As social and economic systems improve, life expectancy increases and birth and death rates often decline. Under these conditions, the shape of the pyramid changes, shrinking its base and becoming a slow growth pyramid (Figure 6.3). Slow growth pyramids are typical of countries such as the United States that have low fertility and mortality rates due to the wide-scale use of birth control and the availability of adequate health care. In the United States, migration continues to slowly increase population growth.


Some developed countries including Italy and Japan have reached a point of zero population growth, or even negative population growth (Figure 6.2). Population distributions in these countries are due to long life expectancy, low net migration, and birth rates that are at, or below, replacement level. For example, Japan has a population growth rate of 0.08%, has 9.6 births per 1,000 people, and a death rate of 8.8 per 1,000 people, and very little net migration. Countries with this type of population distribution will also face social problems in the future, but the problems will be different to those that rapidly growing, young populations face. Many developed societies depend on the wealth of younger generations to support older generations. Therefore, as societies age, added pressure is put on fewer younger people to support the greater numbers of older people. An aging population also puts pressure on health care infrastructure. Societies with zero growth or negative growth population distributions also face problems with under-employment, wherein there may not be enough workers to keep the society functioning without bringing in migrant workers.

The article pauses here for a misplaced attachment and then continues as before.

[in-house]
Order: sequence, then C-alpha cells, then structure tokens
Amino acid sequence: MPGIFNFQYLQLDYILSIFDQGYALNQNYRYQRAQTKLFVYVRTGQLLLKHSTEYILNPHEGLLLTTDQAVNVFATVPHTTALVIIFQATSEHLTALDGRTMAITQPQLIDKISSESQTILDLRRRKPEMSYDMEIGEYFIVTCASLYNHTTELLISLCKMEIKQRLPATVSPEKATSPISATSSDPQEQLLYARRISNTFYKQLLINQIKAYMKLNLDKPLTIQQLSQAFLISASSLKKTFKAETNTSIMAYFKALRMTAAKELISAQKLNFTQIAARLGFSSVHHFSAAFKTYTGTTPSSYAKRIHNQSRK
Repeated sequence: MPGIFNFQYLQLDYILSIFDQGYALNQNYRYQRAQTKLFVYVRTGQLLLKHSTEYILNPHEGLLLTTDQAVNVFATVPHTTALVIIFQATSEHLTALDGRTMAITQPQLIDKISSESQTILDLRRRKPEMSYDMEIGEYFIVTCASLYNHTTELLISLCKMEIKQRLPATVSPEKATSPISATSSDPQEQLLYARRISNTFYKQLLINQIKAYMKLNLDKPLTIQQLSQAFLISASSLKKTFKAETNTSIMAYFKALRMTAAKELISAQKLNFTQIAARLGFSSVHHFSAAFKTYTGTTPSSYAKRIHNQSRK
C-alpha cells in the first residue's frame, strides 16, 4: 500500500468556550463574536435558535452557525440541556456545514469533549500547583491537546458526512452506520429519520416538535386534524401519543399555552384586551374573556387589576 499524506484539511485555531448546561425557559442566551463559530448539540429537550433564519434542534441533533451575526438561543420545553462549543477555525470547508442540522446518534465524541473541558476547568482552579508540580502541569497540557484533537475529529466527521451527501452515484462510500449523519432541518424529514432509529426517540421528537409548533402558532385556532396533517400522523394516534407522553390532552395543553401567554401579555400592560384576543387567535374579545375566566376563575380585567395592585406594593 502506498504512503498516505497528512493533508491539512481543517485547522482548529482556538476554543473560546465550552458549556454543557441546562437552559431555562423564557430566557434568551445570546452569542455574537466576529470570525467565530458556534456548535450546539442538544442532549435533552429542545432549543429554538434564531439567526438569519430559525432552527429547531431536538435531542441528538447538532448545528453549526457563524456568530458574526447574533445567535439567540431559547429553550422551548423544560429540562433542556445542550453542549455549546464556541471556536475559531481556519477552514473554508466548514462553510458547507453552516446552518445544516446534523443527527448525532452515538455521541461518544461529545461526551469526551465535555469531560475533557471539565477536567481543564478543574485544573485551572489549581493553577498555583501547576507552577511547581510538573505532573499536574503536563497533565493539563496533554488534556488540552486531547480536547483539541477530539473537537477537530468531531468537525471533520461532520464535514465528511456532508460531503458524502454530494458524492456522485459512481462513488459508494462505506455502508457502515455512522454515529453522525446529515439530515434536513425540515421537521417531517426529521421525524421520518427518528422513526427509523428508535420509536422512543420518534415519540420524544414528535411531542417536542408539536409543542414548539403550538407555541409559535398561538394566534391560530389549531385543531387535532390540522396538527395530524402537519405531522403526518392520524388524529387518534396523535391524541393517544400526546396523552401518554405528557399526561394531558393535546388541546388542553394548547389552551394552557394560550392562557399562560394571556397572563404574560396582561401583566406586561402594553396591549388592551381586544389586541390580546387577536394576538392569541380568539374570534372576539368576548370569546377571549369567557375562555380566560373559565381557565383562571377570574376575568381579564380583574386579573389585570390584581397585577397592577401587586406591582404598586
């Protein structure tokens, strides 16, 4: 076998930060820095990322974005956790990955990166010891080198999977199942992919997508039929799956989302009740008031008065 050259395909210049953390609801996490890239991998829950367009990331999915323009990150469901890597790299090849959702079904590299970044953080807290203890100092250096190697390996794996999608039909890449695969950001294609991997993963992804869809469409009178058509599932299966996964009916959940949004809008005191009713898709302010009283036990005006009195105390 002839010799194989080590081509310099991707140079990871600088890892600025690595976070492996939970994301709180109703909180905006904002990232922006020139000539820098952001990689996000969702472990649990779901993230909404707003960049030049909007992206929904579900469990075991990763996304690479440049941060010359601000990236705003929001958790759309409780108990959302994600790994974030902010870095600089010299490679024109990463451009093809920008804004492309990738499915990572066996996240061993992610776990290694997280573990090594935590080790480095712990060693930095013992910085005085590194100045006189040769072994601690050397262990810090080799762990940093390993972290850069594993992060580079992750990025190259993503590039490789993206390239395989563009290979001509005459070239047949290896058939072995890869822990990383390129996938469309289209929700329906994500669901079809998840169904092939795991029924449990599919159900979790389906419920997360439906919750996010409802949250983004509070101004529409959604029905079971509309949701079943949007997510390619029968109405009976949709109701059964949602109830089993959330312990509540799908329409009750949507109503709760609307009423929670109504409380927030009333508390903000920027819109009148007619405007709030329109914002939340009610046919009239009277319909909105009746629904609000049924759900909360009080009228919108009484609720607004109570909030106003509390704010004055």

How do population demographics transition with time?


Demographers have developed a useful concept: the demographic transition.  This is when a society moves from high to low birth and death rates.  This simple definition implies a widespread and radical social transformation from rural-agrarian to urban-industrial society. 


Historically there have been two demographic transitions: the past demographic transition, which occurred in the more developed countries and the present demographic transition, which is now occurring in the less developed countries (Figure 6.4). Demographic transitions are considered historical shifts in the population demographics within a country such that the crude birth and death rates (number of births or deaths per 1,000 people) transition from high rates to low rates in the population. Generally, the death rate in a population decreases before a subsequent change in the birth rate and this produces a spike in population growth until birthrates come into line with death rates. However, what causes the shift from high to low birth and death rates, and the pace of the change, differ between the past and the present demographic transitions.